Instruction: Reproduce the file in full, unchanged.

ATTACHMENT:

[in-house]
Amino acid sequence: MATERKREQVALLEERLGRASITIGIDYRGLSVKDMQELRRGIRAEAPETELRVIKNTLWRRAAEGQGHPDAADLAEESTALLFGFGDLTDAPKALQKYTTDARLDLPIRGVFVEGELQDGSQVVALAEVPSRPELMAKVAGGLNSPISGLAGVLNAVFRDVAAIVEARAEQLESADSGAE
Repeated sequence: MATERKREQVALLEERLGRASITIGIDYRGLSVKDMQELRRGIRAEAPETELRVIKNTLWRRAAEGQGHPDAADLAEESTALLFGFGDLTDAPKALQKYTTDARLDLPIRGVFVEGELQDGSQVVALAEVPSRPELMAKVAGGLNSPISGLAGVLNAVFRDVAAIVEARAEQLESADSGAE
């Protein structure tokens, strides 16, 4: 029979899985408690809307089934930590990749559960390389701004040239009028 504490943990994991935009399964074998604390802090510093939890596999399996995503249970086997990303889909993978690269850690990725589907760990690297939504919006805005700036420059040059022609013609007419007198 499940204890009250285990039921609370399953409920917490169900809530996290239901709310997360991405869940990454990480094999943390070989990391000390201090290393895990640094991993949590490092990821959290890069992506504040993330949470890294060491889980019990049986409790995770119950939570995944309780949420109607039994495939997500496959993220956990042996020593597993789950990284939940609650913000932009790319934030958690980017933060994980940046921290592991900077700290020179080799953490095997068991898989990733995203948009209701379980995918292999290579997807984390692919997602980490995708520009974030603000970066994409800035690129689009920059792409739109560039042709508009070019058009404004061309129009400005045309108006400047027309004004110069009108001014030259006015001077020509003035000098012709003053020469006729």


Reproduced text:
[in-house]
Amino acid sequence: MATERKREQVALLEERLGRASITIGIDYRGLSVKDMQELRRGIRAEAPETELRVIKNTLWRRAAEGQGHPDAADLAEESTALLFGFGDLTDAPKALQKYTTDARLDLPIRGVFVEGELQDGSQVVALAEVPSRPELMAKVAGGLNSPISGLAGVLNAVFRDVAAIVEARAEQLESADSGAE
Repeated sequence: MATERKREQVALLEERLGRASITIGIDYRGLSVKDMQELRRGIRAEAPETELRVIKNTLWRRAAEGQGHPDAADLAEESTALLFGFGDLTDAPKALQKYTTDARLDLPIRGVFVEGELQDGSQVVALAEVPSRPELMAKVAGGLNSPISGLAGVLNAVFRDVAAIVEARAEQLESADSGAE
């Protein structure tokens, strides 16, 4: 029979899985408690809307089934930590990749559960390389701004040239009028 504490943990994991935009399964074998604390802090510093939890596999399996995503249970086997990303889909993978690269850690990725589907760990690297939504919006805005700036420059040059022609013609007419007198 499940204890009250285990039921609370399953409920917490169900809530996290239901709310997360991405869940990454990480094999943390070989990391000390201090290393895990640094991993949590490092990821959290890069992506504040993330949470890294060491889980019990049986409790995770119950939570995944309780949420109607039994495939997500496959993220956990042996020593597993789950990284939940609650913000932009790319934030958690980017933060994980940046921290592991900077700290020179080799953490095997068991898989990733995203948009209701379980995918292999290579997807984390692919997602980490995708520009974030603000970066994409800035690129689009920059792409739109560039042709508009070019058009404004061309129009400005045309108006400047027309004004110069009108001014030259006015001077020509003035000098012709003053020469006729």